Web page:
Baehman Law

New cannabis testing devices may affect employees and employers

Minnesota, like many other states, is grappling with the changing social attitudes toward marijuana use and legislation. The possession of small amounts of cannabis has been decriminalized for decades in the state, and medicinal use of the drug is authorized for a number of hard-to-manage conditions. There's also a growing consumer preference for cannabis instead of opioids for pain control.

This has been problematic for both employers and the employees who want to use marijuana (medicinal or otherwise) on their own time. On one hand, employers are eager to move with the times and reluctant to end up in litigation when an employee needs medical marijuana. On the other hand, they also need to comply with safety regulations and keep impaired employees off the job.

First responders with PTSD qualify for workers’ comp benefits

Minnesota is one of several states that has recently passed legislation providing workers’ compensation benefits for first responders suffering from PTSD. A study says fire stations, police departments, hospitals and dispatchers across the country struggle with everyday deaths as well as the national epidemic of mass shootings.

The survey of 4,000 first responders by the Journal of Emergency Medical Services says police officers, firefighters, EMTs, paramedics and other emergency workers are ten times more likely to attempt suicide than another person, and 6% of those surveyed said they had tried to take their own lives.

State safety report shows the danger construction workers face

A new report from the Minnesota area's Occupational Safety and Health Administration (OSHA) indicates that the construction industry is still incredibly dangerous to workers -- despite all the safety regulations that are supposed to be in force.

The report indicates that there have been 34 deaths due to workplace accidents in the year prior to Sept. 30, 2019. A total of 38% of those deaths were in the construction industry.

Workers' compensation claims for mental health issues rise

Workers' compensation insurers throughout the nation are seeing an influx of claims related to mental health issues, such as anxiety or post-traumatic stress disorder (PTSD).

It's unclear exactly how much of a surge in those types of claims is being seen. However, one of the large companies that manages independent medical evaluations for psychiatric claims through workers' comp has seen a 20% increase in the number of evaluations it has arranged over the last two years alone.

Slaughterhouses efficiency raises the risks for workers

Whether you call it a slaughterhouse or a meat-processing plant, working in the meat-packing industry is difficult, backbreaking and dangerous. It's also getting worse.

Increased efficiency often comes at the expense of worker safety. In most meat-packing plants, increased efficiency translates into a push to keep the line going at all costs and -- whenever possible -- move it along even faster. Speed may be an essential part of the job, but speed is also the enemy of safety.

Little known dangers of office work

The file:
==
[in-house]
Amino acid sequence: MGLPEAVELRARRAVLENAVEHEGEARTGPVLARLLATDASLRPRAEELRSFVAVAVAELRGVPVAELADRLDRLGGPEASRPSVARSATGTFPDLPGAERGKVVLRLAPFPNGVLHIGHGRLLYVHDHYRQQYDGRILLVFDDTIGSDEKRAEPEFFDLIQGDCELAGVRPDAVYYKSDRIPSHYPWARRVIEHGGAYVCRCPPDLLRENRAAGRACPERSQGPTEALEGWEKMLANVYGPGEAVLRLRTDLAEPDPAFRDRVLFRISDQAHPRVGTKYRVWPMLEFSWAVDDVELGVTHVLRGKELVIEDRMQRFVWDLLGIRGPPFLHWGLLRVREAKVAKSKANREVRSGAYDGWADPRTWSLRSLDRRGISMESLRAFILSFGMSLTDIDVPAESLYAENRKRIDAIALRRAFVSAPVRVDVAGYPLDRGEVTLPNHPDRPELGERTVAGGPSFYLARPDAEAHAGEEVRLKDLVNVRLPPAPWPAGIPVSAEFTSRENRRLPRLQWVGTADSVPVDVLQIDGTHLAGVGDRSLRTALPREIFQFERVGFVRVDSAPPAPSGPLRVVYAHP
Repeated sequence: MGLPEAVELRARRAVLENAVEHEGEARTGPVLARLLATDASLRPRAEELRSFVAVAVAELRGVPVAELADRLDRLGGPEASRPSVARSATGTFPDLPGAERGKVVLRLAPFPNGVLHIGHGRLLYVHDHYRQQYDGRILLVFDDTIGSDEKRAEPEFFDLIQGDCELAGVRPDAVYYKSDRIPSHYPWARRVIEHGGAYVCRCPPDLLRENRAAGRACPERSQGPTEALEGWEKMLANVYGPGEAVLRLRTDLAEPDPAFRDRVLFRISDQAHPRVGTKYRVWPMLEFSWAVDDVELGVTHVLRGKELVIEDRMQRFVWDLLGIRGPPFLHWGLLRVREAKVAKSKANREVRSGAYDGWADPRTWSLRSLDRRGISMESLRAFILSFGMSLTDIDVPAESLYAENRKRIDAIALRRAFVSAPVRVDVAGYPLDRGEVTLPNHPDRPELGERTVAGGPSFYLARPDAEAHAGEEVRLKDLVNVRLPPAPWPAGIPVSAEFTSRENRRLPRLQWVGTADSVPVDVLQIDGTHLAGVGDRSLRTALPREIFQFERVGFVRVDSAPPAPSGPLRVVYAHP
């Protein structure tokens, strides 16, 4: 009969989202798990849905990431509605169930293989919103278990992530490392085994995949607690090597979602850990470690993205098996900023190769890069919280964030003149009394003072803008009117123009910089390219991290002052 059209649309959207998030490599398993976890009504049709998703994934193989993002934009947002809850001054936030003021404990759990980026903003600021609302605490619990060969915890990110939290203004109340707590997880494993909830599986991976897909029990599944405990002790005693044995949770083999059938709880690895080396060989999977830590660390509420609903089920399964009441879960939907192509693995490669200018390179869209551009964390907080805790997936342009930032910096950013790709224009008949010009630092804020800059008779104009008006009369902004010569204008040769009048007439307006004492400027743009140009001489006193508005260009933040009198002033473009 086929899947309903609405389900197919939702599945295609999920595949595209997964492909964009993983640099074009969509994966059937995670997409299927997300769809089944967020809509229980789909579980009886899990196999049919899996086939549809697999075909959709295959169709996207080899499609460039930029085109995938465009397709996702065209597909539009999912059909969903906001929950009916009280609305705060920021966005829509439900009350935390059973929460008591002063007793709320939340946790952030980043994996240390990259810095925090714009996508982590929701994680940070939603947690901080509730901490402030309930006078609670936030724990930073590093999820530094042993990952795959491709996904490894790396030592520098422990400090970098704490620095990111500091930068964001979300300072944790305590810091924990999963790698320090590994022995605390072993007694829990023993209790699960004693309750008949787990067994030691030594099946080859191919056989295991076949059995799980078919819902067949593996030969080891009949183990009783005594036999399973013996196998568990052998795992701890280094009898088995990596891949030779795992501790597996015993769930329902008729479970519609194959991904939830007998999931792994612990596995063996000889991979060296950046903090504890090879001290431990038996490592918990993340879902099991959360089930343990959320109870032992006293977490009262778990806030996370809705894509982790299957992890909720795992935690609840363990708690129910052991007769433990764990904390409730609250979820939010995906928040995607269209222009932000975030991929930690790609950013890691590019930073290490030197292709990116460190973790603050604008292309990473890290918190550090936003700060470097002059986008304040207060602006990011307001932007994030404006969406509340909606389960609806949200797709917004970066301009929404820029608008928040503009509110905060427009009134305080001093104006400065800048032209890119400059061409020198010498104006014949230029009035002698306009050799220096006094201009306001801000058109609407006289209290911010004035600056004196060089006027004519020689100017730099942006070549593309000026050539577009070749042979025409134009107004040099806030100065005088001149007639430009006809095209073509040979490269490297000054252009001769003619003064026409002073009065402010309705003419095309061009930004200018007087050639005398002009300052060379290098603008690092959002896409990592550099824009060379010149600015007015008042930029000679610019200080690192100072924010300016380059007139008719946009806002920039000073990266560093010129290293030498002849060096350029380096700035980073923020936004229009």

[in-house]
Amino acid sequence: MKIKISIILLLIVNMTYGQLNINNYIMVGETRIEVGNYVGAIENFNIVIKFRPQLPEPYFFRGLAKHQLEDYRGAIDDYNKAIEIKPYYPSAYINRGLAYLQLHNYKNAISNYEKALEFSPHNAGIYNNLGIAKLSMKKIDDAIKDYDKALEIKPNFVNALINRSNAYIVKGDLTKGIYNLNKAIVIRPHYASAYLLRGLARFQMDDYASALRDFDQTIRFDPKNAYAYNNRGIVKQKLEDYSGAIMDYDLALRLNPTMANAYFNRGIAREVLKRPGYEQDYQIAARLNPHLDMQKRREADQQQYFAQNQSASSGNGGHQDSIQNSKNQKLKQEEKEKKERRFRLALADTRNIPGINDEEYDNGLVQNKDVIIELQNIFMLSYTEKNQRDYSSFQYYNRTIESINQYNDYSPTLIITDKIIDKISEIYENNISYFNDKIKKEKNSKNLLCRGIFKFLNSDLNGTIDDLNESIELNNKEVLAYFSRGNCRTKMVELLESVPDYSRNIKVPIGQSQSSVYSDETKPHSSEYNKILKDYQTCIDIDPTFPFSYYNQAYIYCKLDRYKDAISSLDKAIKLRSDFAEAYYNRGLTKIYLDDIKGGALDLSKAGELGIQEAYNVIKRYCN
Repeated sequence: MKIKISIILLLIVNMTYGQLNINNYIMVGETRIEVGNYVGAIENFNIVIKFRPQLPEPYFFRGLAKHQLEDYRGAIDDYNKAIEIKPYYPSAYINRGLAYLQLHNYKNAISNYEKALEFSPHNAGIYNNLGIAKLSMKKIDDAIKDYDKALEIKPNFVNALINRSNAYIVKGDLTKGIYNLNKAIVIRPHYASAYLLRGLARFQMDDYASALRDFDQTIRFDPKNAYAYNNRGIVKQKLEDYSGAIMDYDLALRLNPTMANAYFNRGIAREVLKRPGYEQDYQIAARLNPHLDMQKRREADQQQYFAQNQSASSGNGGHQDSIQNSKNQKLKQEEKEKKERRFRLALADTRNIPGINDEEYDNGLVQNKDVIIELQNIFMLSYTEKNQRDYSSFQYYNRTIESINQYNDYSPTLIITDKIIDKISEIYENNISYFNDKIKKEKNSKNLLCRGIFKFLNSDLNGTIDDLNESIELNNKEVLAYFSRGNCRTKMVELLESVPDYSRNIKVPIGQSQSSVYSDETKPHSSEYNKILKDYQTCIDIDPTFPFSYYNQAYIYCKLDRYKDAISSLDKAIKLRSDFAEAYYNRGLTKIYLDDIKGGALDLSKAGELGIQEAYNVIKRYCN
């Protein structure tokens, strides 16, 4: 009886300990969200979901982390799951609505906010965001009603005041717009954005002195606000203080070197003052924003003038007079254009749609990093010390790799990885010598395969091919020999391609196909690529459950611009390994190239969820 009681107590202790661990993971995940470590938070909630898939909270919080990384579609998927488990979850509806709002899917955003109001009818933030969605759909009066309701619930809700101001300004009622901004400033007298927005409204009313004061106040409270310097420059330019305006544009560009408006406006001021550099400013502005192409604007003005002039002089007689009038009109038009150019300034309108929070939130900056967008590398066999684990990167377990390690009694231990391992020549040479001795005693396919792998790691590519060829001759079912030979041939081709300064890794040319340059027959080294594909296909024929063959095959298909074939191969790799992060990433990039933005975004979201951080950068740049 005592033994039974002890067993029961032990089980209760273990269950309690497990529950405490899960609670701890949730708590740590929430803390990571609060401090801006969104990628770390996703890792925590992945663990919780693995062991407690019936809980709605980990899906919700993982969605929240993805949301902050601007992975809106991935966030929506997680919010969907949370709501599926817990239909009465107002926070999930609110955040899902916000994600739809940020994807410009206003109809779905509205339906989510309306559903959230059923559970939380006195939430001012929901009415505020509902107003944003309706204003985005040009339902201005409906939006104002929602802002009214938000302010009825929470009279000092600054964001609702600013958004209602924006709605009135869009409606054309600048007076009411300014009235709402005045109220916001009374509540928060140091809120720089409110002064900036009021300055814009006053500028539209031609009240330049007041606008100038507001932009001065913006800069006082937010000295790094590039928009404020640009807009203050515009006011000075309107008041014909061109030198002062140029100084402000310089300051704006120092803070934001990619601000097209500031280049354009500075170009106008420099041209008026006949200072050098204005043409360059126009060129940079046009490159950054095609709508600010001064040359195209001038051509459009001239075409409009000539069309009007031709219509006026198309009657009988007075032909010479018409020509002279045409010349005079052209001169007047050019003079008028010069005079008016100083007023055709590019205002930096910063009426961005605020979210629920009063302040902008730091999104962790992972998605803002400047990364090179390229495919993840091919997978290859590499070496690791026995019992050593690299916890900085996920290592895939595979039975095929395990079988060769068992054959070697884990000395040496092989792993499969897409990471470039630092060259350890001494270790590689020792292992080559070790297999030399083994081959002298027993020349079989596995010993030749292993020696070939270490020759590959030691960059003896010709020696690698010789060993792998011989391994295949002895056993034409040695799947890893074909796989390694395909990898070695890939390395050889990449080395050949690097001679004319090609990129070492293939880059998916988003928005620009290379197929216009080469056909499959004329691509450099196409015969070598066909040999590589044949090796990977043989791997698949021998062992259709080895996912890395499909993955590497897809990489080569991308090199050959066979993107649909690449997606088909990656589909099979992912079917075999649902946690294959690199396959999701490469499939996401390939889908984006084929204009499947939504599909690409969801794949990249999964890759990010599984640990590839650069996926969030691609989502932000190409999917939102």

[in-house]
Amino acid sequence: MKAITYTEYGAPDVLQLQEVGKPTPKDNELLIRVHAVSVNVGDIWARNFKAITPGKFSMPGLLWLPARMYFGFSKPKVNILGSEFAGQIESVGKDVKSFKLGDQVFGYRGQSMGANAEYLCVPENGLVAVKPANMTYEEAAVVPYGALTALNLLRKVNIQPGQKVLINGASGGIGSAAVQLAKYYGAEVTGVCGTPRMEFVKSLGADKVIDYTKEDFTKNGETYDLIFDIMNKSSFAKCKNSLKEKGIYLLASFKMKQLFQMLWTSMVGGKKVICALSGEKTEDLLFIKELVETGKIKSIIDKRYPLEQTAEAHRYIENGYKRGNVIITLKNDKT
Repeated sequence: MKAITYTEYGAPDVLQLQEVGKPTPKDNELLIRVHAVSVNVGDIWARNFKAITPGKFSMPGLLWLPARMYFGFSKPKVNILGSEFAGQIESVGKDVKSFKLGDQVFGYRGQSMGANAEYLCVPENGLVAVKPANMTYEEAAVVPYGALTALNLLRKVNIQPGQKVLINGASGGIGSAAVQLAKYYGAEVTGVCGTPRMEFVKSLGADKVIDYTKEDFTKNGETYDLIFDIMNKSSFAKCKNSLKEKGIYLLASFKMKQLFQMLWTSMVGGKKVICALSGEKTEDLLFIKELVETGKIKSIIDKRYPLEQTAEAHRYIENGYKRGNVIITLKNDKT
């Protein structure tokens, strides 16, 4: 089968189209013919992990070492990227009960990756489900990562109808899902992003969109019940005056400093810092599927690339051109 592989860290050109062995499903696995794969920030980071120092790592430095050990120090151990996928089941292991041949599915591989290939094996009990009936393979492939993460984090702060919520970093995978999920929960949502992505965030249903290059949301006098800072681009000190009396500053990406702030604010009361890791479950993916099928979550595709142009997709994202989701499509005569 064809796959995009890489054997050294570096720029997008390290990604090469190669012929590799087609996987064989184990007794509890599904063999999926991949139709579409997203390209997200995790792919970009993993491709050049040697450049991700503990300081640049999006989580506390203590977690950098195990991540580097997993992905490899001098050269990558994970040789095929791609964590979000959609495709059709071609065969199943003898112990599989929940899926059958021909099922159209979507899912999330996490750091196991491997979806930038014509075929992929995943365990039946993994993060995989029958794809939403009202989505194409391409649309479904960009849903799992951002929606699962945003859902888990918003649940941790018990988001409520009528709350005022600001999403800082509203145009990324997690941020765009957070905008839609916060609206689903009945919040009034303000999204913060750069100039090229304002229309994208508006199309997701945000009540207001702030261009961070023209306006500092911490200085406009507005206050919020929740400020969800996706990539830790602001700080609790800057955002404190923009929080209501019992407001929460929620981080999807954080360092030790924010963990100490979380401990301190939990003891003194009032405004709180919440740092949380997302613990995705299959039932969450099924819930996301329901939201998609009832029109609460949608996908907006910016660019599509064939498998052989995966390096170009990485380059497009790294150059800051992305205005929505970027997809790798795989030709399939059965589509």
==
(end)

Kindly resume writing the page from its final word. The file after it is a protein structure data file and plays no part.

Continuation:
The office environment isn’t exactly considered a very dangerous place. When you think of potentially high-risk job sites, you might better imagine a construction zone. In the office, you clock in, find your desk and get to work on your phone or computer. What could possibly go wrong?

Turns out, a lot.

What types of workers' compensation are available in Minnesota?

Getting injured on the job opens up a whole slew of questions -- most of them anxiety-provoking. How long are you going to be off work? How will you pay your bills? How will you afford your medical care? What happens if you can't go back to your job?

It helps to understand as much as you can about the workers' compensation system in Minnesota. Here are some of the wage-replacement benefits typically available to injured workers:

Working as a plumber? Beware of these possible injuries

These days, plumbers are in a lot of demand -- but working as a plumber can be hazardous to your health.

One of the best ways to stay safe and avoid a workplace accident is to understand the most common risks you face. For plumbers, here are the biggest risks on the job:

How hand injuries affect workers

Your hands are important to your ability to make a living -- but your hands are also constantly in danger when you work construction, in a factory, in the heating and cooling industry or any other profession where you can easily end up with a crushing injury or an amputation of your fingers or hand.

Hand injuries are, according to the Bureau of Labor Statistics, the second-most common type of injury in the workplace. (Back injuries are the most common.) They account for 23% of all workplace injuries and are -- above all other kinds of accidents -- the most preventable.

Your employer's duty to protect you from the heat

Climate change is making it harder for people to deal with uncomfortably high temperatures both at home and at work. There are very few laws that specifically address the needs of workers in that area. However, Minnesota is an exception.

Minnesota is one of only three states with specific laws in place to protect employees against heat injuries. These laws make employers responsible for guarding their workers against heat-related dangers.

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